The Origin of the Factory 1

There has been an ongoing debate over what the industrial revolution was, and whether it required the introduction of fossil fuels.

On first glance, it may seem like, of course fossil fuels were required. How else could the vast amount of output of the industrial revolution be achieved?

Not so, say those who argue the opposite. The argue that the industrial revolution was well under way long before fossil fuels entered the picture.

Rather, the industrial revolution was really all about the reorganization, intensification, and mechanization of human labor, they say. During the industrial revolution, labor was transformed into something closer to what we know today—large amounts of people toiling under the same roof, each doing their own specialized part of the production process instead of individually crafting things from scratch. Deskilling, specialization, routinization, mechanization, and harsh worker “discipline”—these were all aspects of the Industrial Revolution’s reorganization of working life that did not require the introduction of fossil fuels.

Similarly the use of machines first kicked off with human and animal power, and then later moved to water and wind. It was only after centuries of this when steam engines replaced them and fossil fuels became the prime energy mover. By the time fossil-fuel-powered engines came along, the argument goes, they merely had to be plugged in to system that had already been put into place.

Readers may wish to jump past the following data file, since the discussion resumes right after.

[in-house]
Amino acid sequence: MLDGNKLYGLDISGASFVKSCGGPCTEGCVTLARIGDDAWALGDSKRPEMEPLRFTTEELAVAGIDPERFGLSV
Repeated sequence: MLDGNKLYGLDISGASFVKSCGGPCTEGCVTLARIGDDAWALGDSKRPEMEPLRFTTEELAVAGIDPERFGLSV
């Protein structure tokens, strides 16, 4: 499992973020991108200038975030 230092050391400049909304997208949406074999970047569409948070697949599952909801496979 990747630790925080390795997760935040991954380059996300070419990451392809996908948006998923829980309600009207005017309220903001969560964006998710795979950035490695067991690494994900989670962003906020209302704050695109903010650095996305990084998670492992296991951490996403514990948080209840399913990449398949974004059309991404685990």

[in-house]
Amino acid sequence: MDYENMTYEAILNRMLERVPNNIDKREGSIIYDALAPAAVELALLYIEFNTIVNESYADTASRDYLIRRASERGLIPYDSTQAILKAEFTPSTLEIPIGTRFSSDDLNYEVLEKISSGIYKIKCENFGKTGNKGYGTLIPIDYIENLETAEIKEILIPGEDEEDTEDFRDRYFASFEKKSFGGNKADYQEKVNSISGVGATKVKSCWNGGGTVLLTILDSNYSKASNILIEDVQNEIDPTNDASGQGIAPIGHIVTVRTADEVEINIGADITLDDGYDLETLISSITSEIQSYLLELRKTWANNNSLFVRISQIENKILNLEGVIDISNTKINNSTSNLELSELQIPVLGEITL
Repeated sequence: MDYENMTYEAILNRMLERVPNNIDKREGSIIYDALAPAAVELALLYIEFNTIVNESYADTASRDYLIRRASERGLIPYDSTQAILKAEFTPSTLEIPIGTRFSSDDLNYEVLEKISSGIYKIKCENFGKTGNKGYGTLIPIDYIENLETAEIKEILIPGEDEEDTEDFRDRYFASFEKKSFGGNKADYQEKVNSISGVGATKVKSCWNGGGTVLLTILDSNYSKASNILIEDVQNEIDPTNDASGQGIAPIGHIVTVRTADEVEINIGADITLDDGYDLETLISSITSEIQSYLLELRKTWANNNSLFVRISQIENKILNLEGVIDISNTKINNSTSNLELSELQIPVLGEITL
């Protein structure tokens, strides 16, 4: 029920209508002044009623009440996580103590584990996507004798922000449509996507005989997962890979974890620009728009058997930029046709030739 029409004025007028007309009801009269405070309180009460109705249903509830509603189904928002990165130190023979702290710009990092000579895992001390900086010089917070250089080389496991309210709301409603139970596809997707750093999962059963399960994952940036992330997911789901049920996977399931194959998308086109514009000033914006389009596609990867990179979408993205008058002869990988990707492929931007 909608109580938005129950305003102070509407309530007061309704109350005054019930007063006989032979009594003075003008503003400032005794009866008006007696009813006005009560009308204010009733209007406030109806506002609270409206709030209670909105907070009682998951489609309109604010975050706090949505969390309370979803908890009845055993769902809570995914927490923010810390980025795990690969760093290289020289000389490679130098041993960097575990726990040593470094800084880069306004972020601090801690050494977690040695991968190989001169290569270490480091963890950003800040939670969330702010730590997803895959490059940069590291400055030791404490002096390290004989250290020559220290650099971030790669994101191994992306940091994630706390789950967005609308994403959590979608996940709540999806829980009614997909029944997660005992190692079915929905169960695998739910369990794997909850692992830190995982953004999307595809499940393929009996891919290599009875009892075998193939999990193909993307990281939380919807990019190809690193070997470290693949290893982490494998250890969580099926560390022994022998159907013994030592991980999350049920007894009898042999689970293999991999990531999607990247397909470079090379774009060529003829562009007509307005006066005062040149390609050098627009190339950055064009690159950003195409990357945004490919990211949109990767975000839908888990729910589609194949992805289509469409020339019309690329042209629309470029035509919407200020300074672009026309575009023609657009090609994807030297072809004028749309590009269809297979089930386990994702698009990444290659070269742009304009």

In large measure, they have the timeline right. The reorganization, routinization, deskilling and mechanization of labor did indeed precede the steam engine. Early factories were established before the large-scale harnessing of fossil fuels, and output did go up a great deal.

In this case, it’s helpful to distinguish, as some historians do, several industrial revolutions. How it’s divided up varies depending on the historian. But generally, a distinction is made between the birth of the factory system; the mass utilization of coal and steam engines; the use of gasoline and the internal combustion engine; and the harnessing of electricity and the application of scientific research and engineering methods to the creation of new products.

But the question remains, where did this reorganization of labor first originate?

The New World Path to Industrialization

It turns out that it originated in the New World. From there, it spread to the Europe.

That’s the contention in a book called Indian Givers by Jack Weatherford. Weatherford is best known for his series of books about Genghis Khan and the Mongols. But before he wrote those, his specialty was Native American history, and he wrote several books about the topic.